Several are pushing for the Honest Operators Undertake Road Safety (HOURS) bill currently in Congress. This billwould ease hours of service (HOS) rules, mainly for livestock and agricultural truckers, and accelerate changes to the split-sleeper exemption. The American Trucking Associations (ATA), who supports this legislation introduced on 21 June, says it provides “common sense hours-of-service relief and flexibility for professional truck drivers while enhancing highway safety and supply chain efficiency.”

The HOURS Act in a Nutshell

The HOURS Act will provide relief from HOS rules in four distinct areas:

  1. Exempt livestock and agricultural drivers from the HOS within the 150 air-mile radius without concern to state harvest seasons
  2. Provide a single set of regulations for drivers who operate within the 150 air-mile radius and finish their workday at 14 hours
  3. Reduce supporting document requirements to those that verify the beginning and ending duty day point and time
  4. Speed the flexibility of the split-sleeper berth rest period so that the drivers have more say about their rest periods

The FMCSA is “studying” the feasibility of returning to the flexibility of split-sleeper berths within a select group. Currently, drivers must take eight continuous hours in the sleeper berth and an additional two hours off duty before returning to driving. Although some other variations are allowed, it must total ten consecutive hours off-duty.

Another nugget to remember is the four or five hours you spent “sitting by the dock of the bay” while they loaded your truck counts toward your 14-hour duty day max.

Kern County Trucking Traffic Ticket Advocates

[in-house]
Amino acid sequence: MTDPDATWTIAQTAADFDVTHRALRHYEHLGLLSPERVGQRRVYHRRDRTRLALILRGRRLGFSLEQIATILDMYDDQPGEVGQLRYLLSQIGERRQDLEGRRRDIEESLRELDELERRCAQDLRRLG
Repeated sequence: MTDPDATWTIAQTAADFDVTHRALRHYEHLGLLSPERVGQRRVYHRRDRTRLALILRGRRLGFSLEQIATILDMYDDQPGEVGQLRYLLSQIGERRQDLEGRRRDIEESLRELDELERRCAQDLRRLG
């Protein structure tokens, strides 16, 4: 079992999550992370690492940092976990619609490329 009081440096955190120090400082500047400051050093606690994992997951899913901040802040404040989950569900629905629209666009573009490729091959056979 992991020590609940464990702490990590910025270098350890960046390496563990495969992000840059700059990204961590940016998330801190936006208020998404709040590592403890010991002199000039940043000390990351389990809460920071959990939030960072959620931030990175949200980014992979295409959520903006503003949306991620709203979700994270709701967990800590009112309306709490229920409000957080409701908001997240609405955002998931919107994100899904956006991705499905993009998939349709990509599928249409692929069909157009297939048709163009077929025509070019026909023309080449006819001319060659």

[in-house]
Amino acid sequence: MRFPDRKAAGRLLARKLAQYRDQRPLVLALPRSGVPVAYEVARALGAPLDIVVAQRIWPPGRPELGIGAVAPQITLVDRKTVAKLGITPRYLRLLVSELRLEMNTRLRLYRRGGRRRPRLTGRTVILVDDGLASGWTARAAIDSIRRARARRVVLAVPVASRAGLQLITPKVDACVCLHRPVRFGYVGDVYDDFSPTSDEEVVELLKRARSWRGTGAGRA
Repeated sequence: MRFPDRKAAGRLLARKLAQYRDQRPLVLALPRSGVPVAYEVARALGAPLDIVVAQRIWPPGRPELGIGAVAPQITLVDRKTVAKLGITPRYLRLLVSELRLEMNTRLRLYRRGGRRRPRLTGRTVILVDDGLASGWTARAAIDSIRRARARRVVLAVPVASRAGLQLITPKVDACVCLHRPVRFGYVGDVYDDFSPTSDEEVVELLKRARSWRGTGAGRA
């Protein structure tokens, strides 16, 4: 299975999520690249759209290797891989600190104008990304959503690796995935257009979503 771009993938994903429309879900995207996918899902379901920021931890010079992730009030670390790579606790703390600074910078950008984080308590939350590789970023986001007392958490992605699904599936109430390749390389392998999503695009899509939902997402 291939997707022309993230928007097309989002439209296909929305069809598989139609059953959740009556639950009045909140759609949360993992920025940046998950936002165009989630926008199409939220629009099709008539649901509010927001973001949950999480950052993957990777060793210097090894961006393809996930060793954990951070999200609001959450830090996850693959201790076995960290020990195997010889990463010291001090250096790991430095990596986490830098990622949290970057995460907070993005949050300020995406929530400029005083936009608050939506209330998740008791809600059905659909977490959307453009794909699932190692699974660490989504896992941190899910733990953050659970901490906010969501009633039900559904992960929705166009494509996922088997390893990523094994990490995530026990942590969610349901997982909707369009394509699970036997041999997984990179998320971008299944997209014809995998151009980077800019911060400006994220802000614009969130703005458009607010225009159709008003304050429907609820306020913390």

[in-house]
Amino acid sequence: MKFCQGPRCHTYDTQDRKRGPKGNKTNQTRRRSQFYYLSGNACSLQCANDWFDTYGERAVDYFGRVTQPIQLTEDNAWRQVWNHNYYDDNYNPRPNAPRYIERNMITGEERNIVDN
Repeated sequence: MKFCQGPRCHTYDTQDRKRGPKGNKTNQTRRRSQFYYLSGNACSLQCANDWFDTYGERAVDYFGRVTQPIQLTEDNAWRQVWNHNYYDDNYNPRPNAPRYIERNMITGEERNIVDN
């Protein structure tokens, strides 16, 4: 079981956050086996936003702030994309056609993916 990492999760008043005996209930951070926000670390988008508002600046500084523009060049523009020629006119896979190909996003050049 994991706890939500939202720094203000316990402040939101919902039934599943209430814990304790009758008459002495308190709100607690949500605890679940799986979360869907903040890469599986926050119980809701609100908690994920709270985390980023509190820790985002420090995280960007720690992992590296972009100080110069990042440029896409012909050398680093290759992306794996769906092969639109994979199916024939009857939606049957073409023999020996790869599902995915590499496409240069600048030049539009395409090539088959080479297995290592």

Call Bigger & Harman, (661) 349-9300, when ticketed for overweight, HOS violations, unsecured loads, equipment and permit violations. We know what a struggle it is to keep your CDL record clean. You must challenge every moving traffic violation or face termination by overzealous fleet managers trying to keep their insurance rates down.

Zero-tolerance of moving violation convictions, even in private vehicles, has become the norm. Even with the shortage of truckers nationwide, the top five trucking firms have a 90 percent turn-over rate due mainly to that intolerance. That’s why drivers with clean records can get those better-paying jobs with large firms.

Give us a call for a free no-obligation phone consultation to discuss your circumstances.

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Send them an email, today attorney@biggerharmanlaw.com.

Mark Turner wrote on the Bigger & Harman Facebook review page, “I want to thank Paul Harman for the excellent job he did handling my traffic citation. He was courteous, professional and kept me informed every step of the way. It was a great experience, and he was able to get my citation reduced from a moving to a non-moving no point violation, and as a CDL holder, my livelihood depends on my license. I was very happy with the outcome and my decision to use Bigger & Harman and would highly recommend them to anyone in need of traffic defense.”

References:

The 2018 CA Commercial Driver Handbook .pdf

Truckinginfo.com article, FMCSA: Numbers Show ELD Mandate Is Working, dated June 25, 2018

Trekfreight.com article, ELD Full Enforcement Has Begun: 5 Things You Need to Know, dated April 10, 2018

TheTrucker.com article, Bill Introduced to Provide “Narrow” Relief from HOS Rules, dated June 22, 2018

HR 6178, Honest Operators Undertake Road Safety (HOURS)